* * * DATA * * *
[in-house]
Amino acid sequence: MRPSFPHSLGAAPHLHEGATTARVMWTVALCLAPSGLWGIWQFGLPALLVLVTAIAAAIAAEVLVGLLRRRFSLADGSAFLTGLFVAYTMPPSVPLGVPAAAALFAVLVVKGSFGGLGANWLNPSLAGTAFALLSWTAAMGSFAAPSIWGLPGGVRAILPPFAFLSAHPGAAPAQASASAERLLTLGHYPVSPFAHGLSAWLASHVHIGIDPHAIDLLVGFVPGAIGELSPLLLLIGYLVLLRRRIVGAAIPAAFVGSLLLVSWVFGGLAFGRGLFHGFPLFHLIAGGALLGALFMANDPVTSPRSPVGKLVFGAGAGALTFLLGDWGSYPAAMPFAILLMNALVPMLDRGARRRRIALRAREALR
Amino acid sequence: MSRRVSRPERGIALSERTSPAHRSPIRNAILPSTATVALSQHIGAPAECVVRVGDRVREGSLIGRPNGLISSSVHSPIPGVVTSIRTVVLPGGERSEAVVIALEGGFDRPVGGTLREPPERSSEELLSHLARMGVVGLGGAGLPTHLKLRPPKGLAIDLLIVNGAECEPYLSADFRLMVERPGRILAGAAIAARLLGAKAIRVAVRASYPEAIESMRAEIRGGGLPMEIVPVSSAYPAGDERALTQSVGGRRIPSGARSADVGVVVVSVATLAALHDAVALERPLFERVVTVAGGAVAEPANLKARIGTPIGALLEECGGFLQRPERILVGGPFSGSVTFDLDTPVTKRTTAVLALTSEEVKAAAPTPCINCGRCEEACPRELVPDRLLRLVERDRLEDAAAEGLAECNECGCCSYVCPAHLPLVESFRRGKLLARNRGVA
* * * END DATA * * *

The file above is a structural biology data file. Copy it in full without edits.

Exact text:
[in-house]
Amino acid sequence: MRPSFPHSLGAAPHLHEGATTARVMWTVALCLAPSGLWGIWQFGLPALLVLVTAIAAAIAAEVLVGLLRRRFSLADGSAFLTGLFVAYTMPPSVPLGVPAAAALFAVLVVKGSFGGLGANWLNPSLAGTAFALLSWTAAMGSFAAPSIWGLPGGVRAILPPFAFLSAHPGAAPAQASASAERLLTLGHYPVSPFAHGLSAWLASHVHIGIDPHAIDLLVGFVPGAIGELSPLLLLIGYLVLLRRRIVGAAIPAAFVGSLLLVSWVFGGLAFGRGLFHGFPLFHLIAGGALLGALFMANDPVTSPRSPVGKLVFGAGAGALTFLLGDWGSYPAAMPFAILLMNALVPMLDRGARRRRIALRAREALR
Amino acid sequence: MSRRVSRPERGIALSERTSPAHRSPIRNAILPSTATVALSQHIGAPAECVVRVGDRVREGSLIGRPNGLISSSVHSPIPGVVTSIRTVVLPGGERSEAVVIALEGGFDRPVGGTLREPPERSSEELLSHLARMGVVGLGGAGLPTHLKLRPPKGLAIDLLIVNGAECEPYLSADFRLMVERPGRILAGAAIAARLLGAKAIRVAVRASYPEAIESMRAEIRGGGLPMEIVPVSSAYPAGDERALTQSVGGRRIPSGARSADVGVVVVSVATLAALHDAVALERPLFERVVTVAGGAVAEPANLKARIGTPIGALLEECGGFLQRPERILVGGPFSGSVTFDLDTPVTKRTTAVLALTSEEVKAAAPTPCINCGRCEEACPRELVPDRLLRLVERDRLEDAAAEGLAECNECGCCSYVCPAHLPLVESFRRGKLLARNRGVA